Ironclad vessels revolutionized warefare at sea
The significance of the Monitor in American naval military and technological history cannot be overstated. In stopping the Virginia’s rampage, the Monitor, prevented a Confederate naval attack on the national capital, protected the Atlantic blockading squadron and offered a workable model for other ironclad vessels to be used by the Union Navy.
By the middle years of the war, the Confederacy and Union both had introduced ironclads in order to overcome the wooden fleets that each country maintained. It was these ships, more so than any other wartime naval innovation, which would revolutionize naval warfare and have long standing effects after the surrender of the Confederacy in 1865.
With the invention of steel plate technology, both Union and Confederate warships would make the wooden seafaring vessels of the world obsolete. This technology served the navy first in 1862 at the Battle of Hampton Roads. The first of these vessels was made by the Confederacy and was named the CSS Virginia. The Union’s version of the ship would be called the USS Monitor.
Each side raced to complete their design before the other. The Confederates wanted to nullify the Union’s advantage of naval power, while the Union wanted to take away any strategic economic support the Confederacy might obtain from its remaining ports.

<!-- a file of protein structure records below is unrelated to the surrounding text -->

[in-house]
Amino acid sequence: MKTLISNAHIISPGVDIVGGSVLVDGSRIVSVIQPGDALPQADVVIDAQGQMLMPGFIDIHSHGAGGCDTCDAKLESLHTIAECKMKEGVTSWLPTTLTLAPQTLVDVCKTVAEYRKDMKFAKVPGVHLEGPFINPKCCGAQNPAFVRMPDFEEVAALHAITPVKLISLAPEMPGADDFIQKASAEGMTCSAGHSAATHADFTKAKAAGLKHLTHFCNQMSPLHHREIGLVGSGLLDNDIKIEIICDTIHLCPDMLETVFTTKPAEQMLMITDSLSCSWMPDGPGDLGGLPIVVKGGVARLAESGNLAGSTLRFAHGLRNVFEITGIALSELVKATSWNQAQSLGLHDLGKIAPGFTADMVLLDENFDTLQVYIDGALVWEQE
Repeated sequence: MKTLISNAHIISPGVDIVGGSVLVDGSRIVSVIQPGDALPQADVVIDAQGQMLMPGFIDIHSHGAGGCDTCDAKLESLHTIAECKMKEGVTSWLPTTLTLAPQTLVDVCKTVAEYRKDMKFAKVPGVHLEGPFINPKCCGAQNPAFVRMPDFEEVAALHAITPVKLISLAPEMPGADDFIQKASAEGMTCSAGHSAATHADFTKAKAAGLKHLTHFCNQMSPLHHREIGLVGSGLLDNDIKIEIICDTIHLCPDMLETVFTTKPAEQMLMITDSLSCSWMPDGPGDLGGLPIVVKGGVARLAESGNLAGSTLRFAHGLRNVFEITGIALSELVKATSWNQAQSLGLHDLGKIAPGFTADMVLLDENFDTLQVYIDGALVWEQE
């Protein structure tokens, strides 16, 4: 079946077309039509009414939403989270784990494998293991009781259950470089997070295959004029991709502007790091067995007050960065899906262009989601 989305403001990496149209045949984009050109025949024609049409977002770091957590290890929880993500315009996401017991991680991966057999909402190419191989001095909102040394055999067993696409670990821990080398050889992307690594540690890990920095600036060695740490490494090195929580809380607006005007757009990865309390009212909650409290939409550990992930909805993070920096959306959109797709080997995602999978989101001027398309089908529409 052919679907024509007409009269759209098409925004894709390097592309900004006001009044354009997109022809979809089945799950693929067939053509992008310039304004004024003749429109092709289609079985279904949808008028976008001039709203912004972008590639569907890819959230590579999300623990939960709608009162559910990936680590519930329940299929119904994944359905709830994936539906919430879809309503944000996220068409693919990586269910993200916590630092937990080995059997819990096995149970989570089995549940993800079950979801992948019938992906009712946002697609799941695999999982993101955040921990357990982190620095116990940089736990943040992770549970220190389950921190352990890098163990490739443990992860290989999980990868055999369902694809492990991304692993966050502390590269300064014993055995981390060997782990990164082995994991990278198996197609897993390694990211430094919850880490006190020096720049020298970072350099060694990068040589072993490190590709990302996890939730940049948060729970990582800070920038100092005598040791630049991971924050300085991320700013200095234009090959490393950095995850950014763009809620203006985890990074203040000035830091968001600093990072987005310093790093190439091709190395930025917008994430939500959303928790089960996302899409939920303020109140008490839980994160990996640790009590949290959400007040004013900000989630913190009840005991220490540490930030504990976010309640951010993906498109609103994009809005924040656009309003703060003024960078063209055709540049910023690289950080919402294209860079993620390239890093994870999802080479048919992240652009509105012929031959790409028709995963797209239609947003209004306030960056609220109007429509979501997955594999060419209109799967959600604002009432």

On March 8, 1862 the Virginia drew first blood. It sailed out of Norfolk, Virginia late in the evening and sank two Union vessels: the USS Cumberland and the USS Congress. It retired back to Norfolk as the sun went down seeing that the other major Union vessel in the area the USS Massachusetts, had been disabled. Early the next morning the Virginia set out to finish its work from the previous evening. As it was coming within range to fire upon the disabled Union ship, the Confederate crew found that a new vessel had slipped into the area under cover of darkness and had stationed itself between them and the Massachusetts. The new vessel opened fire. At this point the crew of the Virginia realized that it was another ironclad ship. The Monitor had arrived and the first Battle of the Ironclads commenced. After shelling one another for four hours and unable to sink the other, they retired, each thinking they had won the battle. In reality, it ended in a draw.
 William H. Roberts. Civil War Ironclads: The US Navy and Industrial Mobilization. (Baltimore: John Hopkins University Press, 2002) 439-440.